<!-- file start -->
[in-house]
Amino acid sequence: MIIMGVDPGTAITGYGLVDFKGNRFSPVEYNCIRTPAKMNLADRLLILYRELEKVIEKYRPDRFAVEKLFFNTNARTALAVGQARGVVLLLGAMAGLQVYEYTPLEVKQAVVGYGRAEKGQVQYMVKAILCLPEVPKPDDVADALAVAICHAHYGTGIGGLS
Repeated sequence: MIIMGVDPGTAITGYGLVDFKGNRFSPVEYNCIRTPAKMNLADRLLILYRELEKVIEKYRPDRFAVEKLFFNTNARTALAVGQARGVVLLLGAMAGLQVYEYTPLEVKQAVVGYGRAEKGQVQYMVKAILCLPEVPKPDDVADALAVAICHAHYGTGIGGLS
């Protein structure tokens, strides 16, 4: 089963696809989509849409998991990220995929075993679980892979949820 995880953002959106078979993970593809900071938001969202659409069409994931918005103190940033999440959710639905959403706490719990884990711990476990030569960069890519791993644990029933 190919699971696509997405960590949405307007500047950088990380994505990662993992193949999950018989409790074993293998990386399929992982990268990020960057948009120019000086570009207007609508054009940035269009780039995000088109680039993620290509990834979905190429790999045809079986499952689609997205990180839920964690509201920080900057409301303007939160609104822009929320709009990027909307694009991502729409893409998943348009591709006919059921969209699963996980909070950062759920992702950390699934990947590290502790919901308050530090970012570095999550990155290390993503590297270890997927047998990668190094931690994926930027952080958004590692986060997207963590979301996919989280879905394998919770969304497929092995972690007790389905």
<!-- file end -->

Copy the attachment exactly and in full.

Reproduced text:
[in-house]
Amino acid sequence: MIIMGVDPGTAITGYGLVDFKGNRFSPVEYNCIRTPAKMNLADRLLILYRELEKVIEKYRPDRFAVEKLFFNTNARTALAVGQARGVVLLLGAMAGLQVYEYTPLEVKQAVVGYGRAEKGQVQYMVKAILCLPEVPKPDDVADALAVAICHAHYGTGIGGLS
Repeated sequence: MIIMGVDPGTAITGYGLVDFKGNRFSPVEYNCIRTPAKMNLADRLLILYRELEKVIEKYRPDRFAVEKLFFNTNARTALAVGQARGVVLLLGAMAGLQVYEYTPLEVKQAVVGYGRAEKGQVQYMVKAILCLPEVPKPDDVADALAVAICHAHYGTGIGGLS
């Protein structure tokens, strides 16, 4: 089963696809989509849409998991990220995929075993679980892979949820 995880953002959106078979993970593809900071938001969202659409069409994931918005103190940033999440959710639905959403706490719990884990711990476990030569960069890519791993644990029933 190919699971696509997405960590949405307007500047950088990380994505990662993992193949999950018989409790074993293998990386399929992982990268990020960057948009120019000086570009207007609508054009940035269009780039995000088109680039993620290509990834979905190429790999045809079986499952689609997205990180839920964690509201920080900057409301303007939160609104822009929320709009990027909307694009991502729409893409998943348009591709006919059921969209699963996980909070950062759920992702950390699934990947590290502790919901308050530090970012570095999550990155290390993503590297270890997927047998990668190094931690994926930027952080958004590692986060997207963590979301996919989280879905394998919770969304497929092995972690007790389905």